Two weeks ago I wrote a post on Swarm Prevention. I talked about knowing when to stop feeding to prevent swarming and all kinds of good stuff. I also said something like this:
In a standard Langstroth hive with foundation, all the foundation usually has worker-sized cells imprinted on it, so the bees tend to build worker brood comb on it, not drone comb. That leaves the queen with nowhere to lay drone comb, so she’s forced to fill the space between the boxes with drone comb — drone comb that is a big ugly mess to clean up in the spring.
That’s why I insert at least one foundationless frame into the brood nest of every colony. Given the choice to build comb however they like it, if they’re short on drones (and they usually are in a Langstroth hive full of plastic foundation), the bees will (usually) fill the foundationless frame with drone comb instead of gunking up the space between the brood boxes with it.
My bees have been bringing in yellow pollen (when it’s not freezing cold and snowing like it was yesterday) for the past few weeks now. I don’t think they’ve been getting it from dandelions, but I don’t know one way or another. Today is the first time I saw a honey bee on a dandelion. I like to post this kind of info for my own records.
There’s not much to see here except some honey bees messing around on some dandelions.
I’m just using the bees I saw in my front yard today as an excuse to spread this message again: Dandelions provide honey bees and other pollinators with a much needed boost in the spring, especially in seasonally delayed places like Newfoundland where dandelions and other wild flowers don’t begin to bloom in large numbers until June. If all dandelions were mowed into mulch or destroyed by pesticides, some honey bees in Newfoundland would be in pretty hard shape. Strawberries and a variety of fruit trees that benefit from honey bee pollination would lose out too.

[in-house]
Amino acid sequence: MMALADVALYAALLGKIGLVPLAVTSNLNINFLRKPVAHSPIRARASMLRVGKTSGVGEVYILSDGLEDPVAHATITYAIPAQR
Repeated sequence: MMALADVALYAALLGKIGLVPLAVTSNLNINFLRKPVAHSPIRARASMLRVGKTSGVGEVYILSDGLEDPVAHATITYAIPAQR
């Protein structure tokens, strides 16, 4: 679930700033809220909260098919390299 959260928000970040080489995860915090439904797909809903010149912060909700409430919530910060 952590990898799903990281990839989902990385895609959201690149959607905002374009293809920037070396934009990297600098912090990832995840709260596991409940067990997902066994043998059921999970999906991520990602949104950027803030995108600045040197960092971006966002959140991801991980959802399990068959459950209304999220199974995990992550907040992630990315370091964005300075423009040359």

There’s not much to see here but I’ll show it to you anyway. It’s a raw video of me walking through the field behind our shed looking for honey bees on dandelions. The field fills with a variety of wild flowers during the summer and fall. I might explore it again later on in the season when there’s more to see. (Note: The video contains some brief G-rated profanity.)
SELECT 720p FOR HIGH DEFINITION AND OPTIMAL FULL SCREEN VIDEO PLAYBACK.
The video demonstrates how difficult it is to get a precise focus on the bee. Looking at an LCD screen in the bright is not ideal. I might manually lock the focus next time and attach a stick to the camera so I can physically see where focused area ends. Anyway, it’s been cold for the past week and the bees have been stuck in their hives. Sunnier skies and warmer temperatures are supposedly on the way. I hope so. We only have four months of the year that aren’t cold, wet and windy (that is, they’re not as cold, wet and windy as the other eight months). I’m ready to make the most of it. I think the bees are too. Come on summer, let’s get on with it!
It’s May 17th in St. John’s, Newfoundland, and the spring season is on the cusp of becoming. Merriam-Webster’s dictionary defines “becoming” as to come into existence and to undergo change and development. Exhibit A: The first dandelion of 2011.
Not the most astonishing video of honey bees on a flower, I know, but if you look closely, you might notice a few bees dragging their back legs over the pollen or even pushing the pollen down into their pollen baskets on said back legs. I recommend picking up a dandelion with bees on it to any new beekeeper. You’ll see things you haven’t seen before. I know I did. …